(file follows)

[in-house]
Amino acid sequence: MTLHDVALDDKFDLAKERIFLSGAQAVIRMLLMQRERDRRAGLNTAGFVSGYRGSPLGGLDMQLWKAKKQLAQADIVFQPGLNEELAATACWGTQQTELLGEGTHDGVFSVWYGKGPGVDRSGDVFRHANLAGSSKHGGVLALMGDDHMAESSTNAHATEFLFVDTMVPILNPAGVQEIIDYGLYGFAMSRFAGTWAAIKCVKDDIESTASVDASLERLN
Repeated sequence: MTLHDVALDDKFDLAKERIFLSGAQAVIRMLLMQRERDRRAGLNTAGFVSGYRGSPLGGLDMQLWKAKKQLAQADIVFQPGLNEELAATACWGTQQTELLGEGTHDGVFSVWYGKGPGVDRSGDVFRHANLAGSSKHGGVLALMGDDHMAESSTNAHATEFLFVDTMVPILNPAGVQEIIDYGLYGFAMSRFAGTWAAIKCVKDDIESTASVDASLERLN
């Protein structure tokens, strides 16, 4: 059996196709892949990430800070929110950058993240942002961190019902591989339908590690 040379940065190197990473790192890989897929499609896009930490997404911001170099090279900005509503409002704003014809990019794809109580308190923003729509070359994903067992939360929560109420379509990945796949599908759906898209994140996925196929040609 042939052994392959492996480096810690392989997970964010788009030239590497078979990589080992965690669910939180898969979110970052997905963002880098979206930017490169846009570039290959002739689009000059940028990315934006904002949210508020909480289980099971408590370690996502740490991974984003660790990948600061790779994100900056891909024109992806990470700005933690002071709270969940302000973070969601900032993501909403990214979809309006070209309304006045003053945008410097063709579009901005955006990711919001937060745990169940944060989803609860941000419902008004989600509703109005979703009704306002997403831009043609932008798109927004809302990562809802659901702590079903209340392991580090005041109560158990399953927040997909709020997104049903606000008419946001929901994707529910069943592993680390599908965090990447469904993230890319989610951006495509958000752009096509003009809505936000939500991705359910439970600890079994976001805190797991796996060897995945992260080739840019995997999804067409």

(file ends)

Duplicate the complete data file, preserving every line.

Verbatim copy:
[in-house]
Amino acid sequence: MTLHDVALDDKFDLAKERIFLSGAQAVIRMLLMQRERDRRAGLNTAGFVSGYRGSPLGGLDMQLWKAKKQLAQADIVFQPGLNEELAATACWGTQQTELLGEGTHDGVFSVWYGKGPGVDRSGDVFRHANLAGSSKHGGVLALMGDDHMAESSTNAHATEFLFVDTMVPILNPAGVQEIIDYGLYGFAMSRFAGTWAAIKCVKDDIESTASVDASLERLN
Repeated sequence: MTLHDVALDDKFDLAKERIFLSGAQAVIRMLLMQRERDRRAGLNTAGFVSGYRGSPLGGLDMQLWKAKKQLAQADIVFQPGLNEELAATACWGTQQTELLGEGTHDGVFSVWYGKGPGVDRSGDVFRHANLAGSSKHGGVLALMGDDHMAESSTNAHATEFLFVDTMVPILNPAGVQEIIDYGLYGFAMSRFAGTWAAIKCVKDDIESTASVDASLERLN
């Protein structure tokens, strides 16, 4: 059996196709892949990430800070929110950058993240942002961190019902591989339908590690 040379940065190197990473790192890989897929499609896009930490997404911001170099090279900005509503409002704003014809990019794809109580308190923003729509070359994903067992939360929560109420379509990945796949599908759906898209994140996925196929040609 042939052994392959492996480096810690392989997970964010788009030239590497078979990589080992965690669910939180898969979110970052997905963002880098979206930017490169846009570039290959002739689009000059940028990315934006904002949210508020909480289980099971408590370690996502740490991974984003660790990948600061790779994100900056891909024109992806990470700005933690002071709270969940302000973070969601900032993501909403990214979809309006070209309304006045003053945008410097063709579009901005955006990711919001937060745990169940944060989803609860941000419902008004989600509703109005979703009704306002997403831009043609932008798109927004809302990562809802659901702590079903209340392991580090005041109560158990399953927040997909709020997104049903606000008419946001929901994707529910069943592993680390599908965090990447469904993230890319989610951006495509958000752009096509003009809505936000939500991705359910439970600890079994976001805190797991796996060897995945992260080739840019995997999804067409």